Usually in the second half of each year, particularly the third quarter, chip sales climb steeply on a sequential basis, to address the consumer market in the peak gift-giving winter season. But this year the economic impact of Covid-19 is set to create product supply overhangs that will nullify that.

However, TSMC is well placed to the endure any coming storm. The company announced revenue of NT$310.6 billion (about $10.3 billion) for the 1Q20, up 42 percent on 1Q19.

The company made a net profit of NT$117.0 (about $3.89 billion), compared with a net profit of NT$61.39 (about $2.04 billion) in the same quarter a year before, an increase of about 90  percent.

In the first quarter, shipments of 7nm accounted for 35 percent of total wafer revenue and 10nm process technology contributed 0.5 percent while 16nm accounted for 19 percent. Advanced technologies, defined as 16nm and more advanced technologies, accounted for 55 percent of total wafer revenue.

There are reports that idle capacity is increasing on TSMC’s 28nm and 45nm wafer fabs.

The chart above, shown by TSMC at its analysts briefing, indicates that chips for datacenter applications are in strong demand but that smartphone, which represents nearly half TSMC’s business continues to suffer.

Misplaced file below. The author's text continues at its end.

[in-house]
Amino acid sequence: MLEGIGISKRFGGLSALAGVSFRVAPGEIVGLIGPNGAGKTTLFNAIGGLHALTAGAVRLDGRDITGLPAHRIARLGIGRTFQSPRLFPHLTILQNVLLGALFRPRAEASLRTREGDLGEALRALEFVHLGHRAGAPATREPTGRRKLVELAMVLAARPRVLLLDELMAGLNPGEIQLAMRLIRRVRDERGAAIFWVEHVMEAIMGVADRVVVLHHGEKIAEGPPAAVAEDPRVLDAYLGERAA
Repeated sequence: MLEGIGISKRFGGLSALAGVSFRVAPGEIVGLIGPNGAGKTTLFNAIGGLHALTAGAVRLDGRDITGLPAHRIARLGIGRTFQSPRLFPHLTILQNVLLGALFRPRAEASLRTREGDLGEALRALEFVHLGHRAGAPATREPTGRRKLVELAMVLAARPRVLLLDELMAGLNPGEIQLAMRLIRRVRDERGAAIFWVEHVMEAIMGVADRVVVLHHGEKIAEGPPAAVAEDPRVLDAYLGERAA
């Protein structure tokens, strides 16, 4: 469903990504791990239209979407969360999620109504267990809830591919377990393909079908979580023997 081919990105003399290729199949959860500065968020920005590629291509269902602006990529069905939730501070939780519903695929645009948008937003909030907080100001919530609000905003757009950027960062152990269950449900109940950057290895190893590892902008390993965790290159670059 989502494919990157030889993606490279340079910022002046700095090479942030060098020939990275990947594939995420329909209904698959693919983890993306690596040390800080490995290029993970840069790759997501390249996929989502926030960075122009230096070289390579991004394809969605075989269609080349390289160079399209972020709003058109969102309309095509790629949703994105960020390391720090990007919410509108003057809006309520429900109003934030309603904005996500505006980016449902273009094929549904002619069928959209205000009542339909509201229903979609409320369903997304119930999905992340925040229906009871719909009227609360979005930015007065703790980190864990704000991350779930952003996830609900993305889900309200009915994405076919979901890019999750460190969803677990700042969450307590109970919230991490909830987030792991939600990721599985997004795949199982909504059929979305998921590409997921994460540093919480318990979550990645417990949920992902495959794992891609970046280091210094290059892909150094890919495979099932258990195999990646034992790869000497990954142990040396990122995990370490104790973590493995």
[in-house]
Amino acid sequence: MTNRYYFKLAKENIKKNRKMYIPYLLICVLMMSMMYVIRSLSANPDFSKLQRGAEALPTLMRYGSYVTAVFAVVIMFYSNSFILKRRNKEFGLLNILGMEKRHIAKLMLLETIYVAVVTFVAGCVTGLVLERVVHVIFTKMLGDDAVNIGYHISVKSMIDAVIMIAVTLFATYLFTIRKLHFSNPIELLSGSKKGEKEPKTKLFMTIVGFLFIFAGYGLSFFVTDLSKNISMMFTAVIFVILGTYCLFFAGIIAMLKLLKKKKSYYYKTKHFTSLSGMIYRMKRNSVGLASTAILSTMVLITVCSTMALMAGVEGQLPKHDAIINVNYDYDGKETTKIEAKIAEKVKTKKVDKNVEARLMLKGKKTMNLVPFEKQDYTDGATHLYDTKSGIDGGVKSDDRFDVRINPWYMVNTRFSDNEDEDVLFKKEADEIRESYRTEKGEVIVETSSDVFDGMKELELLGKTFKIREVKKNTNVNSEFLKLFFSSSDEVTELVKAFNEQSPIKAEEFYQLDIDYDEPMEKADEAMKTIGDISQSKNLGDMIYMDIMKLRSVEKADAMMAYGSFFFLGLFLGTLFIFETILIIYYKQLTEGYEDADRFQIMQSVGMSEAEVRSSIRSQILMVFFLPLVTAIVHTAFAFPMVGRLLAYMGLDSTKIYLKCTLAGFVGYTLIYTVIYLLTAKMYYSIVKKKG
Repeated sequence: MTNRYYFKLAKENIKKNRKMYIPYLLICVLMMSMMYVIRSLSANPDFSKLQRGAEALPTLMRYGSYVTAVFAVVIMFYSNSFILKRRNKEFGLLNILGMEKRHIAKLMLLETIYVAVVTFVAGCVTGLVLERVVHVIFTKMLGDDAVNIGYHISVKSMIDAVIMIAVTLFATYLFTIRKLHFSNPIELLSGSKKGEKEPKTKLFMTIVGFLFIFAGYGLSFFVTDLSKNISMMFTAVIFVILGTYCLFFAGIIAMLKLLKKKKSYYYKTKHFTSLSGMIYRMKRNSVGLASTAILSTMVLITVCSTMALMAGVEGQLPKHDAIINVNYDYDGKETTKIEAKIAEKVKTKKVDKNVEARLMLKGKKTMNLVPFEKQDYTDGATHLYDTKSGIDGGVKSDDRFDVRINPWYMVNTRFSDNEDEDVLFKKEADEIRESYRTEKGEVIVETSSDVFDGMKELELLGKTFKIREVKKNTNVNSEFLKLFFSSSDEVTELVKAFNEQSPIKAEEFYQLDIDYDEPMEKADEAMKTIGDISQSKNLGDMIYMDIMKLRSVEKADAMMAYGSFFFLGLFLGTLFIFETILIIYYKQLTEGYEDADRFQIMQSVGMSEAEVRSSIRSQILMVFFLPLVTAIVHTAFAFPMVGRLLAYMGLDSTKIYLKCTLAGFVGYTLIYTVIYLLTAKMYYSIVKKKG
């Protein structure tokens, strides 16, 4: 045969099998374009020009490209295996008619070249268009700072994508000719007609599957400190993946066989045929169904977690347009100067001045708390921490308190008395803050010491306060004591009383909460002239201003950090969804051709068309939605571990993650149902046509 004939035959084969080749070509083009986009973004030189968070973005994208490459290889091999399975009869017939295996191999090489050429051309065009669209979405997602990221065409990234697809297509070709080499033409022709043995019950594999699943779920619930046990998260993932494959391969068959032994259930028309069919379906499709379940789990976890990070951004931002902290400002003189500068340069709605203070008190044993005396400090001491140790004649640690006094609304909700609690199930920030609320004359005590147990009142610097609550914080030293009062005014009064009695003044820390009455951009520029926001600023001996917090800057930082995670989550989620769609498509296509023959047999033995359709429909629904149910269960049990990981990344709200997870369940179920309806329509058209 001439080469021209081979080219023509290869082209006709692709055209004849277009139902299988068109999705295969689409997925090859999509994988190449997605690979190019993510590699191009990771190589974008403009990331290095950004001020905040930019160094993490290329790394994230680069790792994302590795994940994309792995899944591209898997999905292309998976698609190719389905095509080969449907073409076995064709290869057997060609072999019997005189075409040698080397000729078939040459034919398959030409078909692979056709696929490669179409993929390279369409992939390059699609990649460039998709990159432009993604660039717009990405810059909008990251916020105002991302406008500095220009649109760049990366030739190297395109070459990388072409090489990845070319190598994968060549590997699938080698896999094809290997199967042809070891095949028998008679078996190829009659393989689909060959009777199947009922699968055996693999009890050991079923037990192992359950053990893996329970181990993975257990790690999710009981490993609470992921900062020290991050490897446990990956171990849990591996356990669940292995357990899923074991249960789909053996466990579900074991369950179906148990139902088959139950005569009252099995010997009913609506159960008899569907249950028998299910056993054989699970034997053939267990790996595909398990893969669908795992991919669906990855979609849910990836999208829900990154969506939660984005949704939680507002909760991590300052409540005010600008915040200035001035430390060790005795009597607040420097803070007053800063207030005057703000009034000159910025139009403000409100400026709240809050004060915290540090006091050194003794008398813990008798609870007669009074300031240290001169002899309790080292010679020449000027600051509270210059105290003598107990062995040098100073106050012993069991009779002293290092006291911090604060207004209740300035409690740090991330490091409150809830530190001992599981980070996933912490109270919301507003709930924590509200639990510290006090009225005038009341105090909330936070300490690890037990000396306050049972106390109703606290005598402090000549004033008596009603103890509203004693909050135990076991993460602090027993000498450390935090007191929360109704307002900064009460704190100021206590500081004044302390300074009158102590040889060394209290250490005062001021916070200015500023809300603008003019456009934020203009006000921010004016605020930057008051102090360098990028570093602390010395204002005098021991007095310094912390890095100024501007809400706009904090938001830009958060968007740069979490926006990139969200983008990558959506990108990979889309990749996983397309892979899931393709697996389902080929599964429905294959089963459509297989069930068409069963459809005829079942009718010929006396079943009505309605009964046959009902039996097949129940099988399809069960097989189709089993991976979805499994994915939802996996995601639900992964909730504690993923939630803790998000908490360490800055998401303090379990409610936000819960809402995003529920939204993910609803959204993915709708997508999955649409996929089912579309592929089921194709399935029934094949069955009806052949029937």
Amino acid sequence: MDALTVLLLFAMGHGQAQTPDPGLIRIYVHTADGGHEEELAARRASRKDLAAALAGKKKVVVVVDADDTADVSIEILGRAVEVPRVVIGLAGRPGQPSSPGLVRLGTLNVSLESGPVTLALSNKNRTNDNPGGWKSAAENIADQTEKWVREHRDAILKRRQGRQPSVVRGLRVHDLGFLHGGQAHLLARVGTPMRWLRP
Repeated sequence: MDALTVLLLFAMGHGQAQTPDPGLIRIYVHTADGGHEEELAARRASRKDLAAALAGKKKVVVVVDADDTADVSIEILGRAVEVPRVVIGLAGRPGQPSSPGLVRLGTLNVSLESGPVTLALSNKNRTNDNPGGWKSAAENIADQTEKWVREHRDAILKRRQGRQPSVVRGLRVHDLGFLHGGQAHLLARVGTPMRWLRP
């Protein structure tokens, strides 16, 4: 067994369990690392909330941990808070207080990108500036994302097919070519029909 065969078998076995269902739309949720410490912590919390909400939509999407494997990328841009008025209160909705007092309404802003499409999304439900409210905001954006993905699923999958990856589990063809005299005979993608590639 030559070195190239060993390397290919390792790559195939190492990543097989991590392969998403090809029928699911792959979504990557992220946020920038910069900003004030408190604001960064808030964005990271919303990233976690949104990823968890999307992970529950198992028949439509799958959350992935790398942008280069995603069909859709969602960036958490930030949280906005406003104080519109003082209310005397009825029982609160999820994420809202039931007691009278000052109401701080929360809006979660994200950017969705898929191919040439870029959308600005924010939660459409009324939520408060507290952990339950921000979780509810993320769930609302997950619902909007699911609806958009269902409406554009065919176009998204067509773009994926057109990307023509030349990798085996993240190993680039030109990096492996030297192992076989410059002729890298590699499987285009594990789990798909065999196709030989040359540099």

“Our first quarter business declined less than seasonality, due to the increase in HPC-related demand and the continued ramp of 5G smartphones,” said Wendell Huang, CFO of TSMC, in a statement. “Moving into second quarter 2020, we expect our revenue to be flattish, as weaker mobile product demand is expected to be balanced by continued 5G deployment and HPC-related product launches.”

TSMC said it expects 2Q20 revenue to be between $10.1 billion and $10.4 billion, essentially flat with 1Q20 and below the usual seasonal climb.

Huang reportedly said that in the second half demand for electronics, including smartphones, would be hit by the Covid-19 pandemic but balanced by 5G infrastructure deployment.

Related links and articles:

News articles:

No signs of Covid-19 in massive March sales at Taiwan’s foundries

Despite Covid-19, foundries’ business boomed in February

Did chip production leadership boost TSMC’s January sales?

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